Orange Vermilion Flycatcher sitting on brush
As wildfires intensify with climate change, California's birds face growing threats / Photo of a Vermilion Flycatcher by Nurit Katz, UCLA’s Chief Sustainability Officer


California wildfire smoke linked to reduced bird activity and health

air, food & water, climate change, nature & conservation

California's avian residents face a challenging summer as wildfires intensify across the state.

Smoke from these fires, which can travel thousands of miles, significantly impacts bird activity and health, according to a new study published in Ornithology.

UCLA researchers analyzed two decades of data from the San Francisco Bay Bird Observatory to examine how fine particulate matter, PM2.5 — a key component of wildfire smoke — affects bird populations. 

They found that short-term exposure to wildfire smoke leads to decreased bird activity, while long-term exposure resulted in increased bird activity. The study also found that birds repeatedly exposed to PM2.5 exhibited a decrease in body mass, potentially harming their ability to survive and reproduce. 

The study examined birds captured and released during smoky conditions, including this Lincoln’s sparrow. / Photo courtesy of San Francisco Bay Bird Observatory

“Our findings suggest that wildfire smoke is a significant environmental stressor for birds, impacting both their health and behavior,” said Morgan Tingley, Associate Professor in Ecology and Evolutionary Biology at UCLA and senior author of the study. “Reduced activity and weight loss can have serious consequences for bird populations, especially during crucial breeding and migration periods.”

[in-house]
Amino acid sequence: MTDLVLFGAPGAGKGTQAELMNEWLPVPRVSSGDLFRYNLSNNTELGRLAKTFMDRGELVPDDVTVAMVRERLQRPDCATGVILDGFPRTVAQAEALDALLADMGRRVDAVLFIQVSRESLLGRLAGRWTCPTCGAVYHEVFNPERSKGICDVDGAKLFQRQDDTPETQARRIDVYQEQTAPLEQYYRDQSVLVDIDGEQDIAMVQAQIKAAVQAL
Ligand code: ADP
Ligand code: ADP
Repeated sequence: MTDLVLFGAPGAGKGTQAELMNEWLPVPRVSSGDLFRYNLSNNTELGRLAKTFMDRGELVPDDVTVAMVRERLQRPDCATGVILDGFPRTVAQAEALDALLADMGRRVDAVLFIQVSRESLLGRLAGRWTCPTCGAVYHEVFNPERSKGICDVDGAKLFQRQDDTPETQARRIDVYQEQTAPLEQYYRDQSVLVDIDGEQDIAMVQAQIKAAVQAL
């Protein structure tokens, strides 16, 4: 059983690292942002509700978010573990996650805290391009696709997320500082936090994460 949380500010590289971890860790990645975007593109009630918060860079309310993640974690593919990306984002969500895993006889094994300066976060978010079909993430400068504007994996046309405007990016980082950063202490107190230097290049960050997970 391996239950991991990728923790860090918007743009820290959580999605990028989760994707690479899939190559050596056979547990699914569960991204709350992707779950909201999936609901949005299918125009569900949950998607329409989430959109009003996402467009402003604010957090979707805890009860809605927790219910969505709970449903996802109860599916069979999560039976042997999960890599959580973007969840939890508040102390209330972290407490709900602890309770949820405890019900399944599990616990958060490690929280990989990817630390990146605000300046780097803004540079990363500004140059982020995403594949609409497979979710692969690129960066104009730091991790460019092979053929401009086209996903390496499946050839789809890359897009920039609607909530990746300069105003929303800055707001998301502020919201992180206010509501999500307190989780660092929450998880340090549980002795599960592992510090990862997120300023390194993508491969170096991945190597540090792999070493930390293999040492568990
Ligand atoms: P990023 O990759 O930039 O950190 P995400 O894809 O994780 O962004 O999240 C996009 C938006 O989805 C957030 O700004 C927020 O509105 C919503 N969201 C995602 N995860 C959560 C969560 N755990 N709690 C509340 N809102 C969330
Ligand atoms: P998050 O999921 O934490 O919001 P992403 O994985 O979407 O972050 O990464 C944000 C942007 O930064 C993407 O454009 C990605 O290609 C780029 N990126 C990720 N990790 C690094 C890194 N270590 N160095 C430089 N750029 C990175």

As wildfires intensify due to climate change, the study underscores the need for comprehensive strategies to mitigate smoke’s effects on wildlife. It also demonstrates that existing long-term wildlife monitoring programs can be valuable tools for studying smoke’s effects across species. 

“Understanding how smoke impacts birds is crucial for developing effective conservation efforts,” said Olivia Sanderfoot, postdoctoral fellow at UCLA’s La Kretz Center for California Conservation Science and study co-author. “Birds act as indicators for ecosystem health, and their struggles offer valuable insights into the broader consequences of wildfires.” 

The researchers call for expanded monitoring and further studies to confirm these effects in other regions and for a wider variety of bird species. 

To address this need, volunteers of all ages and backgrounds are invited to participate in Project Phoenix, a citizen science effort led by Tingley and Sanderfoot at UCLA with the Natural History Museum of LA County, which launched its 2024 season on July 1. Individuals contribute valuable data by documenting birds in their neighborhood for just 10 minutes a week — this information is crucial in order to protect birds during wildfires.

Visit or contact to learn more and participate.